Hospitals, health systems and physician practices continue to operate in a variable and uncertain environment, according to two new reports from Kaufman Hall.
The first, the October National Hospital Flash Report, looks at actual and budget data from more than 900 hospitals of all types, from large academic to small critical access. The new Physician Flash Report includes national data from nearly 100,000 providers representing more than 100 specialties.
WHAT’S THE IMPACT?
Hospitals’ median operating margin index stands significantly lower than 2019, coming in at 2.7% year-to-date through September, including the Coronavirus Aid, Relief, and Economic Security Act funding. Without it, the median operating margin index is -1.9%.
The EBITDA margin index through September was 7.5% year-to-date with CARES funding, and 3.2% without the funds.
Hospitals saw their September operating margins increase year-over-year from 2019, despite lower volumes for the seventh month in a row. They rose 8.1% year-over-year and were 7.8% above budget without CARES funding. With the funds, operating margins went up 15% year-over-year and were 12.2% above budget.
Kaufman Hall attributes the increase in margins, despite volume decreases, to rising average length of stays, the 20% Medicare COVID-19 add-on, suspension of the -2% sequestration adjustment and lower bad debt.
The higher revenues through September were offset by rising expenses, which were 1.8% year-to-date and 3.5% year-over-year.
For physician practices, the report found a 14.1% increase in overall subsidy, or loss, from January to August, compared to the same period last year. The jump resulted in an average subsidy of $227,000 per physician across all specialties.
Surgeons had the highest associated costs, with a median subsidy of $347,000 per physician in 2020. Psychiatry was an outlier and the only cohort to see subsidies decrease this year by $38,000 per physician.
These declines in physician margins can be attributed to decreased physician productivity (-7.6% year-over-year), increased physician compensation (1.7% year-over-year) and moderately increased revenues (2.5% year-over-year), according to Kaufman Hall.
THE LARGER TREND
As COVID-19 cases surge across the country, and with the start of flu season, Kaufman Hall warns that the results could be both detrimental for the public’s health and for the financial wellbeing of hospitals and physician practices.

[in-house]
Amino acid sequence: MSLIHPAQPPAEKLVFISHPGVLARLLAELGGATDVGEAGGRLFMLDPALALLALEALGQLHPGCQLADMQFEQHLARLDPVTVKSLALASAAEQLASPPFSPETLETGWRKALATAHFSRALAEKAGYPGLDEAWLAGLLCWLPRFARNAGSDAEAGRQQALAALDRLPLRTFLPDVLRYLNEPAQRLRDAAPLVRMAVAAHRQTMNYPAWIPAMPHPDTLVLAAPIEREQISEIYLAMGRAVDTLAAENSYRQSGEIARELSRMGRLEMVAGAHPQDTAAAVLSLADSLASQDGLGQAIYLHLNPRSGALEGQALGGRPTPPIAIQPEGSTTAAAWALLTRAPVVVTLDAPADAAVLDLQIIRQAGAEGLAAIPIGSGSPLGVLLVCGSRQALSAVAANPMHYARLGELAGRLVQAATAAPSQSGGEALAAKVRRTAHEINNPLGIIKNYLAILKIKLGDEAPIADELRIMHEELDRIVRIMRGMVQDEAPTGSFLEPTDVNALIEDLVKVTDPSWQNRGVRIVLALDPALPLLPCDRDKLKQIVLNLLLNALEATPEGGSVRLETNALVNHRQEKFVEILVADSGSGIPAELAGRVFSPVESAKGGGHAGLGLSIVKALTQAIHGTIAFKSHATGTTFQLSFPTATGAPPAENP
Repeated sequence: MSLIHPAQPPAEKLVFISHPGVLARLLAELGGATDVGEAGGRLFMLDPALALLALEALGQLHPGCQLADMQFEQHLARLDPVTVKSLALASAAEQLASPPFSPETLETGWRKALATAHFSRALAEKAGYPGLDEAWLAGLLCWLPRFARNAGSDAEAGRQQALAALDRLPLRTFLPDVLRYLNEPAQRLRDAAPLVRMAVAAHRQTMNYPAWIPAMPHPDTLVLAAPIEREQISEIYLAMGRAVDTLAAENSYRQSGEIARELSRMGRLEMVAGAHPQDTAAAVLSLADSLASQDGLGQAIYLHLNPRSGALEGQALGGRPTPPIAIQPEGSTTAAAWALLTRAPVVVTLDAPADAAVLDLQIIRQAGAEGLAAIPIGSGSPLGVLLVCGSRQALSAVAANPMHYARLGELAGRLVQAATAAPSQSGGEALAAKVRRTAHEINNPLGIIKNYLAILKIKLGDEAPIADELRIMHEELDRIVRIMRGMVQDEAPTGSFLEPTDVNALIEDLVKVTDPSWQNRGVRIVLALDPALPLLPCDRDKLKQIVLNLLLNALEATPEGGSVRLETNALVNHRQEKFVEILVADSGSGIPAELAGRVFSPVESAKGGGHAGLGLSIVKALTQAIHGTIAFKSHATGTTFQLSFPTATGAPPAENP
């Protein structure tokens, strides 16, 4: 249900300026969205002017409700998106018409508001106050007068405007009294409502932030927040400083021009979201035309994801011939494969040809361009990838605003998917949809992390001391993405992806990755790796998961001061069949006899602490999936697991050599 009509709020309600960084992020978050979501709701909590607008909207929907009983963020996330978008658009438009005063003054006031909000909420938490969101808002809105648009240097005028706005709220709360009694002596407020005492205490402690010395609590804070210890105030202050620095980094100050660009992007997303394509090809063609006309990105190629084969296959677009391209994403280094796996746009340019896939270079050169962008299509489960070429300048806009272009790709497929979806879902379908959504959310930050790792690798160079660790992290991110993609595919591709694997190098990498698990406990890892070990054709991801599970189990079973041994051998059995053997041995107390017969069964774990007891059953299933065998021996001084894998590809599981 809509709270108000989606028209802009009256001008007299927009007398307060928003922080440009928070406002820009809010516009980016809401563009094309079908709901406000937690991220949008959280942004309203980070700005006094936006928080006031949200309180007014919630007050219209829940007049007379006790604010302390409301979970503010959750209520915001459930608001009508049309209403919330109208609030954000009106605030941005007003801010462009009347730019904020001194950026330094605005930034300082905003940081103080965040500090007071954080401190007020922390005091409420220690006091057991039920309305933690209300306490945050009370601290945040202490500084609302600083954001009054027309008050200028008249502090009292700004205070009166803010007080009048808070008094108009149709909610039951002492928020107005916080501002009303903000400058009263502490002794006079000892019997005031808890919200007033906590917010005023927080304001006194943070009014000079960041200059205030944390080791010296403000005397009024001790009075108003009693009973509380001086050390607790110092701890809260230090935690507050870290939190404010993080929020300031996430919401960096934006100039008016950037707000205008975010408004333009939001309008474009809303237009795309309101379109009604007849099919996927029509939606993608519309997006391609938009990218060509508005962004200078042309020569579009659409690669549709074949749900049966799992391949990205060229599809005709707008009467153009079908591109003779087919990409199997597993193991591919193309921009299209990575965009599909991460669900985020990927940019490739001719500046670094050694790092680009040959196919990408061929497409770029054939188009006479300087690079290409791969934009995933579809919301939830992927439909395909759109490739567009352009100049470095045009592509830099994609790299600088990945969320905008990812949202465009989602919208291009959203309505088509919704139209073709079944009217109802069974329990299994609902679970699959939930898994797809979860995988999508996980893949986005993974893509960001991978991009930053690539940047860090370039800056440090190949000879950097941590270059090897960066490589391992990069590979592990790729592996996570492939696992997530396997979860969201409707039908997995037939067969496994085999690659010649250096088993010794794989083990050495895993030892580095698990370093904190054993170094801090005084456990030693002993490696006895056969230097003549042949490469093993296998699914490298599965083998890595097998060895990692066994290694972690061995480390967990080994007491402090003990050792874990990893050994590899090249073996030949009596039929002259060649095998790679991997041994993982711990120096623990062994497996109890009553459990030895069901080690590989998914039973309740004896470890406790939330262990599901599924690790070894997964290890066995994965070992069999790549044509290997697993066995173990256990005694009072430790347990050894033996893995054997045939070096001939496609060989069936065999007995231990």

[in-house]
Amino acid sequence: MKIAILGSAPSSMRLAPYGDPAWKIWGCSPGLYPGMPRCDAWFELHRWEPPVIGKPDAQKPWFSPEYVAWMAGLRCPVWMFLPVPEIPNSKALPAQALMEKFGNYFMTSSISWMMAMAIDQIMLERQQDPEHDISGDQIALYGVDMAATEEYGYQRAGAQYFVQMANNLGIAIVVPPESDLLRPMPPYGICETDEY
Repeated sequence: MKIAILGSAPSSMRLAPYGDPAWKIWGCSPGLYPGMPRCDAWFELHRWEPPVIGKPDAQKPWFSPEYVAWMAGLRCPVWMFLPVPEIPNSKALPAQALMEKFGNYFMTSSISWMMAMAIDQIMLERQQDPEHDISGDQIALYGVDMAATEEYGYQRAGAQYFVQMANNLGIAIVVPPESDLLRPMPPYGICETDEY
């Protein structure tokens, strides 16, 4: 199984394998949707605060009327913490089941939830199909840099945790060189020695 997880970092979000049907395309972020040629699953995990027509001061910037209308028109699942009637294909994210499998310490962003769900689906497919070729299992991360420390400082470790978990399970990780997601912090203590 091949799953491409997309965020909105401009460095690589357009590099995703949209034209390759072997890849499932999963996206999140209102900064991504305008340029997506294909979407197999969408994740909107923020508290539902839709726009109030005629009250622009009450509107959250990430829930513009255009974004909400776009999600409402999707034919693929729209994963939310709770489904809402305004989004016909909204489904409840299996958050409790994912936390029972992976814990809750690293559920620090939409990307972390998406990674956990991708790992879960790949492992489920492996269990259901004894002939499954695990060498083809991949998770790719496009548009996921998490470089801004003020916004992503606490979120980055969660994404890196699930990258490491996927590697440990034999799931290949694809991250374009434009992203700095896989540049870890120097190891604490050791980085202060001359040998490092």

It also points out that many organizations will soon have to repay Medicare Accelerated Payments and any paycheck protection funding used, a situation that only adds more pressure to their balance sheets.
Further, if all of these factors align with the possibility of continued losses in patient volumes, Kaufman Hall predicts, the “repercussions could be significant.”
Last week, the U.S. reported the highest number of new COVID-19 cases in a single day – a record-breaking 99,750 new cases, according to the Centers for Disease Control and Prevention. With the spike, the country now has 9,268,818 confirmed cases.
Congress has been unable to agree on legislation for more relief funding that might help hospitals, as the CARES Act did.
This is only the beginning of a new wave of COVID-19 cases, according to public health officials. Both Dr. Anthony Fauci, the nation’s leading infectious disease expert, and Dr. Scott Gottleib, the former FDA Commissioner, predict that the winter is going to be a difficult time in terms of COVID-19 cases.
ON THE RECORD
“The first seven months of the pandemic have created a tenuous situation for our nation’s hospitals, with year-to-date performance falling significantly below 2019 levels,” said Jim Blake, a managing director at Kaufman Hall and publisher of the National Hospital Flash Report. “The coming months could be even more challenging, as rising COVID-19 cases collide with the seasonal flu, and consumers continue to avoid hospitals.”